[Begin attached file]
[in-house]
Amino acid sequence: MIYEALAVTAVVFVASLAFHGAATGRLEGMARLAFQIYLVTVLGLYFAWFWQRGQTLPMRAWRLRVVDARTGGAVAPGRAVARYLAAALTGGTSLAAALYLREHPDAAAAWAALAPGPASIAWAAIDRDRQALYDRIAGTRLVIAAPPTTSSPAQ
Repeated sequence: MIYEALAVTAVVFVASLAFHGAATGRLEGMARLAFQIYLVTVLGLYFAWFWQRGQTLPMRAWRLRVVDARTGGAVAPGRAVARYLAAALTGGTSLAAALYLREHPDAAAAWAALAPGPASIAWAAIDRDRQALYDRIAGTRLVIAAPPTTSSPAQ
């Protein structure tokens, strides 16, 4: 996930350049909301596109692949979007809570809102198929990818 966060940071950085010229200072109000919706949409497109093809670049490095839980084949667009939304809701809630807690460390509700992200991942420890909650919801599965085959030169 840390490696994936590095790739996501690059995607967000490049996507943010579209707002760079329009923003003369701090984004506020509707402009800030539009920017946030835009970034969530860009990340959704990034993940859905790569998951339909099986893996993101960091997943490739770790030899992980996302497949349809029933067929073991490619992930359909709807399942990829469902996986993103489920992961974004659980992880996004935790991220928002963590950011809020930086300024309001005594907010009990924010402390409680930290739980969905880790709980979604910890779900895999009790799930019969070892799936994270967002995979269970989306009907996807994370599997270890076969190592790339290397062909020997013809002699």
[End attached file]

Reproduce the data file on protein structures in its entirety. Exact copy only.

[in-house]
Amino acid sequence: MIYEALAVTAVVFVASLAFHGAATGRLEGMARLAFQIYLVTVLGLYFAWFWQRGQTLPMRAWRLRVVDARTGGAVAPGRAVARYLAAALTGGTSLAAALYLREHPDAAAAWAALAPGPASIAWAAIDRDRQALYDRIAGTRLVIAAPPTTSSPAQ
Repeated sequence: MIYEALAVTAVVFVASLAFHGAATGRLEGMARLAFQIYLVTVLGLYFAWFWQRGQTLPMRAWRLRVVDARTGGAVAPGRAVARYLAAALTGGTSLAAALYLREHPDAAAAWAALAPGPASIAWAAIDRDRQALYDRIAGTRLVIAAPPTTSSPAQ
């Protein structure tokens, strides 16, 4: 996930350049909301596109692949979007809570809102198929990818 966060940071950085010229200072109000919706949409497109093809670049490095839980084949667009939304809701809630807690460390509700992200991942420890909650919801599965085959030169 840390490696994936590095790739996501690059995607967000490049996507943010579209707002760079329009923003003369701090984004506020509707402009800030539009920017946030835009970034969530860009990340959704990034993940859905790569998951339909099986893996993101960091997943490739770790030899992980996302497949349809029933067929073991490619992930359909709807399942990829469902996986993103489920992961974004659980992880996004935790991220928002963590950011809020930086300024309001005594907010009990924010402390409680930290739980969905880790709980979604910890779900895999009790799930019969070892799936994270967002995979269970989306009907996807994370599997270890076969190592790339290397062909020997013809002699």